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From sweeping floors to the NFL, Bengals' Hawkins living dream


On Sunday Cincinnati Bengals wideout Andrew Hawkins caught a pass and ran 50 yards for his professional life. The run began after a 10-yard throw from Andy Dalton. In truth, it started five years, three teams, one reality show and a bunch of failed tryouts ago.

We'll get back to that little ballet, so symbolic of the run Hawkins has made to reach the NFL. First, a little background.

For some players, the NFL is a leather briefcase. For others, it arrives in a brown bag. "I was just praying for a chance,'' Hawkins said this week.

Lots of prayers. Lots of time for praying. Five years' worth.

Hawkins prayed while sleeping on a friend's couch for several months in 2008 and 2009, after working a 16-hour shift at a wind-turbine factory in Toledo. He prayed before the Cleveland Browns invited him to a rookie minicamp the following spring, and he prayed after they cut him. He was appropriately grateful when the Detroit Lions gave him a job, even if it was as an intern in their personnel department. The Lions thought Hawkins would make a fine scout.

When Michael Irvin invited him to be one of 12 finalists on his reality TV show, 4th and Long, Hawkins prayed that Irvin would like what he saw. Imagine that, praying for the benevolence of Michael Irvin.

The winner would get a contract with the Dallas Cowboys. Hawkins finished second. He was thankful for the opportunity. He went to play football in Canada.

Two years later, when Hawkins signed with the St. Louis Rams, he prayed that this would be his time. He prayed again, through tears, when the Rams let him go after one practice.

"I'm a very spiritual person,'' he said.

So was Job.

Maybe the view from the top of the mountain is better when you start on the ground floor. Hawkins might be on a high today, after that 50-yard TD catch against the Browns. It wasn't long ago he was sweeping floors in a factory. That was at night, usually. During the day, Hawkins caddied at Inverness, a posh country club in Toledo.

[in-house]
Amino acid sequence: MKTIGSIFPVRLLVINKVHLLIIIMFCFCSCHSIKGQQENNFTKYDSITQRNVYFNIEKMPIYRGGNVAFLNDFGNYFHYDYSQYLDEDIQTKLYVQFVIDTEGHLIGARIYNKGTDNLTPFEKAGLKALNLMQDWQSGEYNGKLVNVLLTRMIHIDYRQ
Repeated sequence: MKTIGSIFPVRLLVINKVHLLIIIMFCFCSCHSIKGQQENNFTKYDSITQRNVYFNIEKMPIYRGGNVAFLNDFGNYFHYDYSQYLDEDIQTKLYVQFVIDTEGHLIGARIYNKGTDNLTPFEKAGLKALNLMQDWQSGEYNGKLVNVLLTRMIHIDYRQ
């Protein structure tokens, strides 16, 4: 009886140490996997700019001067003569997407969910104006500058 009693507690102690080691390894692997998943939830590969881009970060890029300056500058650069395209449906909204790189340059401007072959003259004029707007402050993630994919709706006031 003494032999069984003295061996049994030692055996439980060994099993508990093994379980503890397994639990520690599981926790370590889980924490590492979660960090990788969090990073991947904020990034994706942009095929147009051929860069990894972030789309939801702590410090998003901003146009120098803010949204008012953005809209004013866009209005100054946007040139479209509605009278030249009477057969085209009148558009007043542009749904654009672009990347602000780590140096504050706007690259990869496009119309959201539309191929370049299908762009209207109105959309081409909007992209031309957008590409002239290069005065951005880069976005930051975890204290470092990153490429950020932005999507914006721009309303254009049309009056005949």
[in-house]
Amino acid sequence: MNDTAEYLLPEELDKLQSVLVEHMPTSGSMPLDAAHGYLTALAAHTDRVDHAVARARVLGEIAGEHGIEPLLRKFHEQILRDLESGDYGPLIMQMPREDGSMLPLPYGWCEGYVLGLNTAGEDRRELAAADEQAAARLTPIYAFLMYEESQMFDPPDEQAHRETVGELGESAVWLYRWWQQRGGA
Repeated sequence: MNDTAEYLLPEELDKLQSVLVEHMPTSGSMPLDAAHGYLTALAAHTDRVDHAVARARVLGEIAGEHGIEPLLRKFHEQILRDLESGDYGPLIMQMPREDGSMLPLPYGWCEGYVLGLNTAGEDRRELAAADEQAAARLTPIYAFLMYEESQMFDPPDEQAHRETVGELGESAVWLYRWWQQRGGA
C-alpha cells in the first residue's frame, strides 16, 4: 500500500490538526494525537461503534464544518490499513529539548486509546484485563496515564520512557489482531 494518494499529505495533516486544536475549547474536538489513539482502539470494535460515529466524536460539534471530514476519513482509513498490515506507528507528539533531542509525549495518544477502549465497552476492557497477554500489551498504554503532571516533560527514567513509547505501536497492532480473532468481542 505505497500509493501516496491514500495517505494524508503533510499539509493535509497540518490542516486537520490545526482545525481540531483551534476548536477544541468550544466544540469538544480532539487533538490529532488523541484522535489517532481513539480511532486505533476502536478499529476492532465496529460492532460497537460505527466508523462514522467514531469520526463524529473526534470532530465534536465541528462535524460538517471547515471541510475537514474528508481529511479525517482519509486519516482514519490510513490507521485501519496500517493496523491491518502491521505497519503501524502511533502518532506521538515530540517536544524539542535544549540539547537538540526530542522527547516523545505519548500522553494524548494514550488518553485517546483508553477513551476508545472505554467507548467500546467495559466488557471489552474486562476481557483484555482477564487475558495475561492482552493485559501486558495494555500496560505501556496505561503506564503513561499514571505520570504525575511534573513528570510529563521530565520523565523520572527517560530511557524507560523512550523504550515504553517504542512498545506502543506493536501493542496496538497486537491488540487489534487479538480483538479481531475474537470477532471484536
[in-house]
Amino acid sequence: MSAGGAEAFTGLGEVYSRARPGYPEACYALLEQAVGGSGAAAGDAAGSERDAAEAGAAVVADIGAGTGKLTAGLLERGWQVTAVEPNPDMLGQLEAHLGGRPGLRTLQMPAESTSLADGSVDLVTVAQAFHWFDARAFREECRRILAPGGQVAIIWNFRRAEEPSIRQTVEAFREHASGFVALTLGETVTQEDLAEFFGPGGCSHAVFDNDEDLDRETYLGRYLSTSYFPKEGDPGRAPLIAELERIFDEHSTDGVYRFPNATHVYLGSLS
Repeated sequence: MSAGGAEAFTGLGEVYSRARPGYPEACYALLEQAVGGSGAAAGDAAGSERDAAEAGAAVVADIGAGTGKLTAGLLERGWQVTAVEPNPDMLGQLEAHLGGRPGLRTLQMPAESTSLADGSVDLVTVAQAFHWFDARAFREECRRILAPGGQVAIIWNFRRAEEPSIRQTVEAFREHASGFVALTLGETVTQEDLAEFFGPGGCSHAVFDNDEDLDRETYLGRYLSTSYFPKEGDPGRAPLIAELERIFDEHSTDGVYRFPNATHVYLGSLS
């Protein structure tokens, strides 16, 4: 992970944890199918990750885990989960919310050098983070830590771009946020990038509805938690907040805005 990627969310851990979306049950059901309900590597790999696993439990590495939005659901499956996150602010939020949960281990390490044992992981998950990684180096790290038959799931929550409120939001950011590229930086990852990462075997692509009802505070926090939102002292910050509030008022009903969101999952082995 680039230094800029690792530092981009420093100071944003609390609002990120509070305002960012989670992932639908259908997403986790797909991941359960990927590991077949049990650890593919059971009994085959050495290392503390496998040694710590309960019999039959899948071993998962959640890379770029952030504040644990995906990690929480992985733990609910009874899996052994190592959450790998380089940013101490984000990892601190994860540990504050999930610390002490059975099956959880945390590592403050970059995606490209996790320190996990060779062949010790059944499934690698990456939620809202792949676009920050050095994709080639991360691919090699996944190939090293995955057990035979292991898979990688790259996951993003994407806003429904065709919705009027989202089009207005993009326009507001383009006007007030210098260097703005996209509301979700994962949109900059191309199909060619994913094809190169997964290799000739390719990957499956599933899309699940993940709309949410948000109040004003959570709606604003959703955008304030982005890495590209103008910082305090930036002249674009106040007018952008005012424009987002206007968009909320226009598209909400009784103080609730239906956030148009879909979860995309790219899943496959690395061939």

Hawkins attended the University of Toledo, where he was a productive player, a three-year starter, at least until third-down-and-long, when his coach would take him out "for a taller receiver.'' Hawkins is 5-foot-7.

He was so desperate to play more, Hawkins volunteered to return kicks and play cornerback. His senior year, he did both. Needless to say, when his college career ended, no NFL teams called. That's when his odyssey began.

He slept on a couch. His closet was the shelf above the washer and dryer. He swept floors, he carried golf clubs, he served as a grad assistant to Toledo's receivers. He finished his degree.

The Browns called the following spring. Hawkins went to the rookie minicamp and did well enough that he was told he would be signed. "The days and months go by, and you never hear anything,'' Hawkins says.

The Browns went the proverbial "different direction.'' They signed a linebacker.

Hawkins kept working. His former defensive backs coach at Toledo had joined the Lions. He got Hawkins the internship. Hawkins watched the players on the field, and felt he was as good as or better than any of them. Offered a long-term internship that likely would have led to a full-time job as a scout, he turned it down.

Back on the couch, he saw the ad for Irvin's TV show. He put together a video of his highlights, from college and at the Cleveland minicamp. He added some of his back story. What football reality show wouldn't want a part-time caddie and sweeper of factory floors?